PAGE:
A notable result of our numerical calculations is that the high harmonic generation process induced by the two-color field encodes the spectral phase information of the attosecond pulse. This is due to the fact that the ionization step is determined by single-photon ionization, which makes the spectrum of the XUV pulse be directly mapped onto the free electron wave packet that finally interferes with the atomic ground state. Figure 5(a) shows the harmonic spectrum calculated assuming an XUV-IR delay of −400 as, for three different chirp rates of the 36-eV attosecond pulse: (i) *ξ* = 0, (ii) *ξ* = 2, and (iii) *ξ* = −2. As we have already discussed, the harmonic spectra reported in Fig. 5(a) below 10 eV and above 30 eV are generated independently by the IR pulse and by the XUV pulse, respectively, and are not affected by the chirp of the XUV pulse. On the contrary, the RES spectral components between 20 and 30 eV strongly depend on the chirp of the attosecond pulse. This offers the possibility to measure the XUV spectral phase using an all-optical method. Figure 5(b) shows the RES calculated at *t _{d}* = −400 as upon changing the chirp in the range −3 ≤

*ξ*≤ 3.

It is well-known that macroscopic propagation effects play an important role in high harmonic generation [33, 34]. The full simulation of the macroscopic RES generated in the XUV + IR fields requires the numerical solution of Maxwell propagation equation with the source term of the single-atom response obtained by the TDSE. In order to make the simulation manageable and reveal the essential physical picture, we have used a simple one-dimensional (1D) wave equation to consider the macroscopic RES along the propagation axis, while the single-atom response is still calculated by numerically solving three-dimensional (3D) TDSE. We can arrange that the IR pulse is loosely focused so that the on-axis intensity variation and the phase deviation from the plane wave due to focusing effect can be neglected. The focusing effect of the XUV pulse along the propagation axis is taken into account by modifying Eq. (1) as [35]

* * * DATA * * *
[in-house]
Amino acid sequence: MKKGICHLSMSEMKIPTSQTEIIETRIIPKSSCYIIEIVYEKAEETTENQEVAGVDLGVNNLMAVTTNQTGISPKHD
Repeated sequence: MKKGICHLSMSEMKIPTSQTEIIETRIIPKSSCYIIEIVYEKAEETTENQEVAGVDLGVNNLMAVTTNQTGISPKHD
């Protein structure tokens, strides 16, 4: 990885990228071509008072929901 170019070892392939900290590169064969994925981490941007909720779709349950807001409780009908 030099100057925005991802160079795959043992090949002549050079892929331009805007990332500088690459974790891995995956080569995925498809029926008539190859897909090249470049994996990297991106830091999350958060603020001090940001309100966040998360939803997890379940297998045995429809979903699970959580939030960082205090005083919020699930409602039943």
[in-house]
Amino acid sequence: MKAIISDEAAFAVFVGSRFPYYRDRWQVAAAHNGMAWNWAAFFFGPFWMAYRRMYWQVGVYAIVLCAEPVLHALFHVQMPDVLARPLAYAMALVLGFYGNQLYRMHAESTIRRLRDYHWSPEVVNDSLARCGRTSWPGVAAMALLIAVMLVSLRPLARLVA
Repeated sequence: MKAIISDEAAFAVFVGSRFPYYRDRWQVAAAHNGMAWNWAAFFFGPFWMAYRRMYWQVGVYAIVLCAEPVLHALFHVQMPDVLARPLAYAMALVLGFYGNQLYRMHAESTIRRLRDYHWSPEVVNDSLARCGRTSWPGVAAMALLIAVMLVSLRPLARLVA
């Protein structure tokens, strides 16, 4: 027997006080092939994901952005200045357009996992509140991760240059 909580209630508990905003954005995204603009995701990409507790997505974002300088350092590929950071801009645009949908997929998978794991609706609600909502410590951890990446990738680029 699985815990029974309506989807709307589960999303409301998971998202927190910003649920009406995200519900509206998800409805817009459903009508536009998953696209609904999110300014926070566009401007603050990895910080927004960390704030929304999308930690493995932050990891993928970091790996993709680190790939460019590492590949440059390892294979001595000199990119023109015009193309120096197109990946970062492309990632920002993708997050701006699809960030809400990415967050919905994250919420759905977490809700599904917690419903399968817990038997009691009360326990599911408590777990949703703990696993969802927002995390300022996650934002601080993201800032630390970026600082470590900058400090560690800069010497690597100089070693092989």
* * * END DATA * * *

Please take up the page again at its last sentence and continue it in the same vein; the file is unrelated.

*z*is the position coordinate,

*z*

_{0}is the Rayleigh length, and

*c*is the light speed. The total vector potential of the two-color field along the propagation axis is therefore given by $A(z,t)={A}_{IR}(t-z/c)+\mathrm{Re}\{{A}_{XUV}^{(f)}(z,t-{t}_{d})\}$. We assume an XUV pulse with a 20-μm beam waist, corresponding to a Rayleigh length of

*z*

_{0}= 36.4 mm at 36 eV, is focused at the entrance of 1-mm-thick gas cell filled with 10-torr gas pressure. By integrating the 1D wave equation, we can obtain the macroscopic on-axis RES calculated at

*t*= −400 as upon changing the chirp in the range −3 ≤